Austin, Travis County Move Down To Stage 2 Risk Level Of Coronavirus Restrictions
The chief medical director for the city of Austin said Tuesday the area is now at stage 2 of Austin Public Health's risk-based guidelines. The change is effective immediately.
Dr. Mark Escott said the decision was made based on the "significant decreases in cases that we're seeing."
"We feel confident we are in a place where the stage 2 restrictions are appropriate and that's thanks to the great work our community has done to continue masking, continue distancing, continue getting vaccinated. These investments are paying off," Escott said.
The new rules reflect more closely the Centers for Disease Control and Prevention's coronavirus guidance, which was updated last week.
Under stage 2, Austin Public Health says fully vaccinated people do not need to wear a face covering at indoor and outdoor private gatherings.
It is still recommended that everyone wear masks when traveling or dining indoors, unless a business owner allows fully vaccinated individuals to go without a face covering.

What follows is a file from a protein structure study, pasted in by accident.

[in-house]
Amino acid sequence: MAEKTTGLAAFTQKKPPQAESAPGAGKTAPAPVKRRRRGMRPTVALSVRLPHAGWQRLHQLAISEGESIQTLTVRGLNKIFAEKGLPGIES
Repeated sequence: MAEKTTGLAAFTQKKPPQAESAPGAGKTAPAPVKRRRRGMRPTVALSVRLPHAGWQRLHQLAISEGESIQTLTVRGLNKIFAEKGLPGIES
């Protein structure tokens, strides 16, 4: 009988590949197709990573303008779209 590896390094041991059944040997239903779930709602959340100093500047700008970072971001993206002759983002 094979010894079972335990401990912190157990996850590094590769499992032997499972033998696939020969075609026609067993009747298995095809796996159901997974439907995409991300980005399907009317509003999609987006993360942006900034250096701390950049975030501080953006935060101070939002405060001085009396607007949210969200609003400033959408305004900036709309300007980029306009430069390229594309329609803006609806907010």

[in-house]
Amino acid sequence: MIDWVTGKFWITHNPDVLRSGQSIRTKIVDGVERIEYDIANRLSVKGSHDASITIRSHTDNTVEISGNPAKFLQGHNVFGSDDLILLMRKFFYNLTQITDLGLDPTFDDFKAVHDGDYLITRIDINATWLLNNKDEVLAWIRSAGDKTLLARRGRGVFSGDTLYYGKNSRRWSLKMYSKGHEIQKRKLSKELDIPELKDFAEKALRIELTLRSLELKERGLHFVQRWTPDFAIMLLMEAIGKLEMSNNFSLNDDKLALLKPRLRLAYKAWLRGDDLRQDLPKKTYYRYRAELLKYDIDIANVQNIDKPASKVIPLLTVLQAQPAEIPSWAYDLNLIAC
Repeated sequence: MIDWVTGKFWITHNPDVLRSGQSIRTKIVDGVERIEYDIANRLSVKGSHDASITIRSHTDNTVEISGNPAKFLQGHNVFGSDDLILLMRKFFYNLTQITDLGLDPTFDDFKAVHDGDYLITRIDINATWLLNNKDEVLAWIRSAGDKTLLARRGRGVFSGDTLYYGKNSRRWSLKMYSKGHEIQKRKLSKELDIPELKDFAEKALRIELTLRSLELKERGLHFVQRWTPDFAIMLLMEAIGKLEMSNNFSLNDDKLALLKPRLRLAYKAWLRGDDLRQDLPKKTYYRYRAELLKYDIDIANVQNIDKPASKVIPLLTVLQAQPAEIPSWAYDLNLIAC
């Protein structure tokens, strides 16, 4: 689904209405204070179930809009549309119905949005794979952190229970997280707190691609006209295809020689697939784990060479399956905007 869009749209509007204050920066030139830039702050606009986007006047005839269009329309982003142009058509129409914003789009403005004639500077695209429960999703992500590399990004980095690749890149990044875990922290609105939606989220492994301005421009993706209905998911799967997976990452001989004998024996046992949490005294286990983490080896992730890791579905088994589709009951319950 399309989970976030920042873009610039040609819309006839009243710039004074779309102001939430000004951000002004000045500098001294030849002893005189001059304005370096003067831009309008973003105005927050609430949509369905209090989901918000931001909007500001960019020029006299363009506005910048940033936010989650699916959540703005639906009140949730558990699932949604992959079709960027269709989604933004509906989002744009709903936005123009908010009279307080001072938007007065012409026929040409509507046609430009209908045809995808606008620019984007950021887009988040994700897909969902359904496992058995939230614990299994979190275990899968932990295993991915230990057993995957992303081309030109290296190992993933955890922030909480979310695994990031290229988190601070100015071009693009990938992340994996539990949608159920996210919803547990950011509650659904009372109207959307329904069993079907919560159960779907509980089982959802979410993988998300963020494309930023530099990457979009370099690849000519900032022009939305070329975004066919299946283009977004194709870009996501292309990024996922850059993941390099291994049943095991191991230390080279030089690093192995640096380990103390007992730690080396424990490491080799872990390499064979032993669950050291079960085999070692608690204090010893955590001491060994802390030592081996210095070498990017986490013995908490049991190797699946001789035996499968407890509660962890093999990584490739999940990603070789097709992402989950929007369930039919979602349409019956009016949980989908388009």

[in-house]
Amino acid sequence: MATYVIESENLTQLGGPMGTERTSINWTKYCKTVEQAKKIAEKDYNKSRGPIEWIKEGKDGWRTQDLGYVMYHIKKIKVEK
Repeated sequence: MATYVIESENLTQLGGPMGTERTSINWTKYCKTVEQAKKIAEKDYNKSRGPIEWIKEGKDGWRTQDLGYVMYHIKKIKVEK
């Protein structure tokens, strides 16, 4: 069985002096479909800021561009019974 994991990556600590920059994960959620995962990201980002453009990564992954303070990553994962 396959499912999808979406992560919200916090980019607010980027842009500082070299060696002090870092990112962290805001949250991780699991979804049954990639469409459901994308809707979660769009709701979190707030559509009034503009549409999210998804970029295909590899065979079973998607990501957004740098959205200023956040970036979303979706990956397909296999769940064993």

It is also recommended that fully vaccinated individuals continue to wear a mask and maintain social distance when risk of transmission is high for people who have not been fully vaccinated.
Masks are still required at hospitals, long-term care facilities and other health care facilities.
Austin Public Health's risk-based guidelines are partly based on the seven-day moving average of new coronavirus-related admissions at the area's hospitals.
That number was 14 on Tuesday, the lowest it has been since October. It reached its highest peak in January, when the Austin area was still under stage 5 guidelines. The seven-day moving average of new hospital admissions was 91 on Jan. 10.
The decision to downgrade to stage 2 was also made after health officials considered the impact of hospital admissions from people outside Travis County on the area's coronavirus figures.
Hospital admissions from non-Travis County residents were being weighed into the rolling average that health officials use to determine the area's risk level. Using a "filtered" moving average – that is, only counting admissions from Travis County residents – Escott said the area had been below stage 2 admissions thresholds for 10 of the last 14 days.
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